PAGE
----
Tyson aside, the film contains many appearances from familiar faces in the comedy landscape. Jeffrey Tambor, who earns hall-of-fame-level respect for being George Bluth in Arrested Development, makes an appearance as the bride’s father, Rachel Harris knocks it out of the park as Stu’s epically emasculating girlfriend, The Daily Show’s Rob Riggle has a hilarious turn as a cop and Heather Graham is fantastic as a free-spirited stripper/escort. Even director Todd Phillips makes an appearance.
Phillips may be known for his film Old School but Cooper insists the month and a half the cast spent living at Caesar’s Palace in Las Vegas wasn’t just one long party. “It kinda felt like we did a war movie,” he said. “We were doing 16 hour days six days a week, so it was a tough shoot. Plus, it’s a very physically minded shoot. It’s not like we just sit around a room and tell jokes. A lot of the humor comes from the outrageous situations that you put archetypal characters in.” But Cooper insisted that despite the hard work, shooting the film was definitely fun. “Of course we laughed a lot. Todd has this thing where he laughs during a take. I don’t know how the sound managed to deal with him. He laughs constantly during the scenes and that became the barometer by which we would see if we were achieving something. So as we did a scene we’d be thinking, ‘I hope I hear his little giggle throughout the whole scene.’”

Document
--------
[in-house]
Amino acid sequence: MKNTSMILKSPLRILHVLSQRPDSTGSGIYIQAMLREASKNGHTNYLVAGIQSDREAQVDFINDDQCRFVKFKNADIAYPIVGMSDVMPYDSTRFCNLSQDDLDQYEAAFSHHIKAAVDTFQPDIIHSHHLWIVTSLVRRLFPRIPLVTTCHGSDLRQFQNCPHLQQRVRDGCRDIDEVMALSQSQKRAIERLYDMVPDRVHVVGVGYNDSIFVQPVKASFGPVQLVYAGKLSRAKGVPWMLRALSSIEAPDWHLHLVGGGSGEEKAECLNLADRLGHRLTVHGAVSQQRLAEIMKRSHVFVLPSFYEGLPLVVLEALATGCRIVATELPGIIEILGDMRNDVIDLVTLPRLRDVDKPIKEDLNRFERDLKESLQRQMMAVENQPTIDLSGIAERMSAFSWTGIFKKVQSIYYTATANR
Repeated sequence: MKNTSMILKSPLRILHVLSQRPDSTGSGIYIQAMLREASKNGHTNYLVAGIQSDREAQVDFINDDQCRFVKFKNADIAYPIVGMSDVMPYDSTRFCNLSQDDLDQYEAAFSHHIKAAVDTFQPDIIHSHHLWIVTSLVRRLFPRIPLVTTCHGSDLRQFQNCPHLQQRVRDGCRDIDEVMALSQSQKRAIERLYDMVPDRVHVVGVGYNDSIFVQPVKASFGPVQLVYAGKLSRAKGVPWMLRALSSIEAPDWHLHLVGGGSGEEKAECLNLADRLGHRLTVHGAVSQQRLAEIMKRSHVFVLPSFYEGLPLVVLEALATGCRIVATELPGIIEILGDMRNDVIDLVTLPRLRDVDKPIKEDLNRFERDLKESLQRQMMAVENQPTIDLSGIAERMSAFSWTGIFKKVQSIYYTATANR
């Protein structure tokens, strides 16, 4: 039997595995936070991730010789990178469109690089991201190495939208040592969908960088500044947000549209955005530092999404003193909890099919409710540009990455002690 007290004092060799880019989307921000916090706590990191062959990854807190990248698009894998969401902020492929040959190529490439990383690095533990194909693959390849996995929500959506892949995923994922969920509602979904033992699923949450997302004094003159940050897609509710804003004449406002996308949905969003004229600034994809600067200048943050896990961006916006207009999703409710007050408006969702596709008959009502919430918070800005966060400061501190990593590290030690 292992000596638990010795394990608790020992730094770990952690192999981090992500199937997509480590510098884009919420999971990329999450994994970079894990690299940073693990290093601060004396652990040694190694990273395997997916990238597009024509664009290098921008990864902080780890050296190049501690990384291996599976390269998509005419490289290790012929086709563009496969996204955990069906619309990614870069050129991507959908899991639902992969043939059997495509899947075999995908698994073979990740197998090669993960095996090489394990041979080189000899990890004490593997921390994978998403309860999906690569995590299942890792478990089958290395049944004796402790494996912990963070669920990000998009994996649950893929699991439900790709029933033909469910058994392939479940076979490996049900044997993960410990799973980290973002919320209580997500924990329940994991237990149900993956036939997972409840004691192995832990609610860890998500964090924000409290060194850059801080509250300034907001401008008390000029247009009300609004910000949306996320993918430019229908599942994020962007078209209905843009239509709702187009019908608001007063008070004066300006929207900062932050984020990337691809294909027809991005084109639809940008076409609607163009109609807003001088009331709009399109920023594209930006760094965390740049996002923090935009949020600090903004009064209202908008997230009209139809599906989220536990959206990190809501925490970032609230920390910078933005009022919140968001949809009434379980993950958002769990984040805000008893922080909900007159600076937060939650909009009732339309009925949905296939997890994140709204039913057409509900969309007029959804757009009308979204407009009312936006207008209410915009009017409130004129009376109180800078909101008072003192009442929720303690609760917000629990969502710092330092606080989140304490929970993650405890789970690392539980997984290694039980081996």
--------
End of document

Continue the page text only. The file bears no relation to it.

Certainly one of the driving forces behind the best comedies of today has to be improvisation. Often the DVD outtakes and extended takes can be just as funny as the scenes themselves. According to Cooper, Ken Jeong was the king of improv jokes on the set of The Hangover. “The DVD will probably have a separate disc just for Ken’s takes! He would go on these 15-minute rants and you’d hear Todd going, ‘Alright, alright, alright!’ But then he would keep going for 20 minutes.” Anyone who has seen Jeong’s outtakes from Judd Apatow’s Knocked Up would be chomping at the bit for this potential bonus footage.